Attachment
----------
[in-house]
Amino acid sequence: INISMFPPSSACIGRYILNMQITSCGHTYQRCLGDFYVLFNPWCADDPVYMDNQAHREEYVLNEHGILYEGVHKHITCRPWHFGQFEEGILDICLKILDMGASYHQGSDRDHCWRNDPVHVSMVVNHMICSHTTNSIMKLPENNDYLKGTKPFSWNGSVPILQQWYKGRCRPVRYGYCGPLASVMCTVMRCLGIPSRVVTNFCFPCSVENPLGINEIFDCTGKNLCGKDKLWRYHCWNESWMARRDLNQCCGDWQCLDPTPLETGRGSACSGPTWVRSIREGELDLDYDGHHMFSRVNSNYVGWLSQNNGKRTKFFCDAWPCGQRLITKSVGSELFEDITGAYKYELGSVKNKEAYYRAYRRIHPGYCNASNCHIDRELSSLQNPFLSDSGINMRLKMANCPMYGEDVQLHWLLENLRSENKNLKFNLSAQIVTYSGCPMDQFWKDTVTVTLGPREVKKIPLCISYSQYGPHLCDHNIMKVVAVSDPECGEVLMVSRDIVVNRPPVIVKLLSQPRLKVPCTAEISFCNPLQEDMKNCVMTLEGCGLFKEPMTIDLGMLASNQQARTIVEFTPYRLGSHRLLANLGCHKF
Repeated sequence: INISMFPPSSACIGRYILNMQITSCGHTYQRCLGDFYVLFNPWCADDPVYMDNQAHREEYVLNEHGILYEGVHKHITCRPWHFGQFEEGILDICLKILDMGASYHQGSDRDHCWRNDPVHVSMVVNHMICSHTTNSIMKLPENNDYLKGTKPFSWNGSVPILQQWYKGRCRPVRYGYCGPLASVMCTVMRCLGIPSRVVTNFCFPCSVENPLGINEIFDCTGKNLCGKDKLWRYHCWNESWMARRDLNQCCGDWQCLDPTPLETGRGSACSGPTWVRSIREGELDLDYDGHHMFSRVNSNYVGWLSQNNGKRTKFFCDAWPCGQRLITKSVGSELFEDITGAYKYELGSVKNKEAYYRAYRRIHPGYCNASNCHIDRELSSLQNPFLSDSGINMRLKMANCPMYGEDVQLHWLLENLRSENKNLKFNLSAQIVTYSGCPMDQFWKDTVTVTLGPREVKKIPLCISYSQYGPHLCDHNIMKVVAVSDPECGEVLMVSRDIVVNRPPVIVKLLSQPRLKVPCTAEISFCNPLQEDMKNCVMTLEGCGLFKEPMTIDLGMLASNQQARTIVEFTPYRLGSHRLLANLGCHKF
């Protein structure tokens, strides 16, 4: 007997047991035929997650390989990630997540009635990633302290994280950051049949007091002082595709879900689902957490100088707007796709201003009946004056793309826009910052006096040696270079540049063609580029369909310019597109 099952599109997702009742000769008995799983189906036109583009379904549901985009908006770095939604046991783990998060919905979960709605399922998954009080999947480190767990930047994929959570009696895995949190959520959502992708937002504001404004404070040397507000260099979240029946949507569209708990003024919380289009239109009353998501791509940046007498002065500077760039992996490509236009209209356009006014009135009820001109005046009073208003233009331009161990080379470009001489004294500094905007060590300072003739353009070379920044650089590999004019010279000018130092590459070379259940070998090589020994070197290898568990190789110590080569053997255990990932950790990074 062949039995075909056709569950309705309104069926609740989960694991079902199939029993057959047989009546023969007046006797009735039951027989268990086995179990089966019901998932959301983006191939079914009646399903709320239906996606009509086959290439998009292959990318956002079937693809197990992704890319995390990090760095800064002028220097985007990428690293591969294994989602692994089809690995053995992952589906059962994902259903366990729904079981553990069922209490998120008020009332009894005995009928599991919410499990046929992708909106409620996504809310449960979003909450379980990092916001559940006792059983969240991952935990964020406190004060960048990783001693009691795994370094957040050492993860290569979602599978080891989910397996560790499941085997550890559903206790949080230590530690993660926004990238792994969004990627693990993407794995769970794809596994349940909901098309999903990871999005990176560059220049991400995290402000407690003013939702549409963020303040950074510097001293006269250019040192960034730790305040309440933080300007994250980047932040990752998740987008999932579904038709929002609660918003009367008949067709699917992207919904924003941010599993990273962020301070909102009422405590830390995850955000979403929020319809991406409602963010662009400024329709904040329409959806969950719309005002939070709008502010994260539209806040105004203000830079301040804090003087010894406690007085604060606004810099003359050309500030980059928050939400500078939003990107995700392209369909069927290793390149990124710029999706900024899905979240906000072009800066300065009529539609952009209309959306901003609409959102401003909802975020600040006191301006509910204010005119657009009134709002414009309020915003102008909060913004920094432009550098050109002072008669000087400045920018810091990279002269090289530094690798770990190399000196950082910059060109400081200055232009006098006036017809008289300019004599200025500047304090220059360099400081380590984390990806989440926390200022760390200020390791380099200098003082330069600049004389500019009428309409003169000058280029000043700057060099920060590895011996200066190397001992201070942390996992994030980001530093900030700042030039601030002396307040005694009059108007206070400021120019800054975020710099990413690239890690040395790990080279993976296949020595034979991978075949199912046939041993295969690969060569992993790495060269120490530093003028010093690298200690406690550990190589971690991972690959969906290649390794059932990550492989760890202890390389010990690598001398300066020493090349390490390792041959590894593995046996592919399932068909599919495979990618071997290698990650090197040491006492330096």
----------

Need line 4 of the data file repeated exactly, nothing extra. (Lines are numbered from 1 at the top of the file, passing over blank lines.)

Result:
């Protein structure tokens, strides 16, 4: 007997047991035929997650390989990630997540009635990633302290994280950051049949007091002082595709879900689902957490100088707007796709201003009946004056793309826009910052006096040696270079540049063609580029369909310019597109 099952599109997702009742000769008995799983189906036109583009379904549901985009908006770095939604046991783990998060919905979960709605399922998954009080999947480190767990930047994929959570009696895995949190959520959502992708937002504001404004404070040397507000260099979240029946949507569209708990003024919380289009239109009353998501791509940046007498002065500077760039992996490509236009209209356009006014009135009820001109005046009073208003233009331009161990080379470009001489004294500094905007060590300072003739353009070379920044650089590999004019010279000018130092590459070379259940070998090589020994070197290898568990190789110590080569053997255990990932950790990074 062949039995075909056709569950309705309104069926609740989960694991079902199939029993057959047989009546023969007046006797009735039951027989268990086995179990089966019901998932959301983006191939079914009646399903709320239906996606009509086959290439998009292959990318956002079937693809197990992704890319995390990090760095800064002028220097985007990428690293591969294994989602692994089809690995053995992952589906059962994902259903366990729904079981553990069922209490998120008020009332009894005995009928599991919410499990046929992708909106409620996504809310449960979003909450379980990092916001559940006792059983969240991952935990964020406190004060960048990783001693009691795994370094957040050492993860290569979602599978080891989910397996560790499941085997550890559903206790949080230590530690993660926004990238792994969004990627693990993407794995769970794809596994349940909901098309999903990871999005990176560059220049991400995290402000407690003013939702549409963020303040950074510097001293006269250019040192960034730790305040309440933080300007994250980047932040990752998740987008999932579904038709929002609660918003009367008949067709699917992207919904924003941010599993990273962020301070909102009422405590830390995850955000979403929020319809991406409602963010662009400024329709904040329409959806969950719309005002939070709008502010994260539209806040105004203000830079301040804090003087010894406690007085604060606004810099003359050309500030980059928050939400500078939003990107995700392209369909069927290793390149990124710029999706900024899905979240906000072009800066300065009529539609952009209309959306901003609409959102401003909802975020600040006191301006509910204010005119657009009134709002414009309020915003102008909060913004920094432009550098050109002072008669000087400045920018810091990279002269090289530094690798770990190399000196950082910059060109400081200055232009006098006036017809008289300019004599200025500047304090220059360099400081380590984390990806989440926390200022760390200020390791380099200098003082330069600049004389500019009428309409003169000058280029000043700057060099920060590895011996200066190397001992201070942390996992994030980001530093900030700042030039601030002396307040005694009059108007206070400021120019800054975020710099990413690239890690040395790990080279993976296949020595034979991978075949199912046939041993295969690969060569992993790495060269120490530093003028010093690298200690406690550990190589971690991972690959969906290649390794059932990550492989760890202890390389010990690598001398300066020493090349390490390792041959590894593995046996592919399932068909599919495979990618071997290698990650090197040491006492330096």